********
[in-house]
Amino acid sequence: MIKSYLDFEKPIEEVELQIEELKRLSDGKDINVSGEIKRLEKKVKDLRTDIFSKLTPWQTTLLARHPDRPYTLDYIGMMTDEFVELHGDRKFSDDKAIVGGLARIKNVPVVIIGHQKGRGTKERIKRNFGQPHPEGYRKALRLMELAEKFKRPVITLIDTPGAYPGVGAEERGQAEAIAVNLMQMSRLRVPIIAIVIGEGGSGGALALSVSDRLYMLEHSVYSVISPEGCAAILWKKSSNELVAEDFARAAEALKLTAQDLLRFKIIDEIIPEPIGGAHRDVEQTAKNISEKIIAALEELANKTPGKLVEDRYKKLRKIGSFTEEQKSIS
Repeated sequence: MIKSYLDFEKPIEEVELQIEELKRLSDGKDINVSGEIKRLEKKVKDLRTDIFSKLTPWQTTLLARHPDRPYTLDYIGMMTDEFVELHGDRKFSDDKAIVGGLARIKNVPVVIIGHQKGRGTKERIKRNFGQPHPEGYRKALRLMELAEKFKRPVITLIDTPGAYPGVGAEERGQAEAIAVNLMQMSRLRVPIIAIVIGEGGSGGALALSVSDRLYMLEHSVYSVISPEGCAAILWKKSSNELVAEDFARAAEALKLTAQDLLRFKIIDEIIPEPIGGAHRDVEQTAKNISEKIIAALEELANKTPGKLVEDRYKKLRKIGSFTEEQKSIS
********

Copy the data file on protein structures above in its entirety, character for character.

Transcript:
[in-house]
Amino acid sequence: MIKSYLDFEKPIEEVELQIEELKRLSDGKDINVSGEIKRLEKKVKDLRTDIFSKLTPWQTTLLARHPDRPYTLDYIGMMTDEFVELHGDRKFSDDKAIVGGLARIKNVPVVIIGHQKGRGTKERIKRNFGQPHPEGYRKALRLMELAEKFKRPVITLIDTPGAYPGVGAEERGQAEAIAVNLMQMSRLRVPIIAIVIGEGGSGGALALSVSDRLYMLEHSVYSVISPEGCAAILWKKSSNELVAEDFARAAEALKLTAQDLLRFKIIDEIIPEPIGGAHRDVEQTAKNISEKIIAALEELANKTPGKLVEDRYKKLRKIGSFTEEQKSIS
Repeated sequence: MIKSYLDFEKPIEEVELQIEELKRLSDGKDINVSGEIKRLEKKVKDLRTDIFSKLTPWQTTLLARHPDRPYTLDYIGMMTDEFVELHGDRKFSDDKAIVGGLARIKNVPVVIIGHQKGRGTKERIKRNFGQPHPEGYRKALRLMELAEKFKRPVITLIDTPGAYPGVGAEERGQAEAIAVNLMQMSRLRVPIIAIVIGEGGSGGALALSVSDRLYMLEHSVYSVISPEGCAAILWKKSSNELVAEDFARAAEALKLTAQDLLRFKIIDEIIPEPIGGAHRDVEQTAKNISEKIIAALEELANKTPGKLVEDRYKKLRKIGSFTEEQKSIS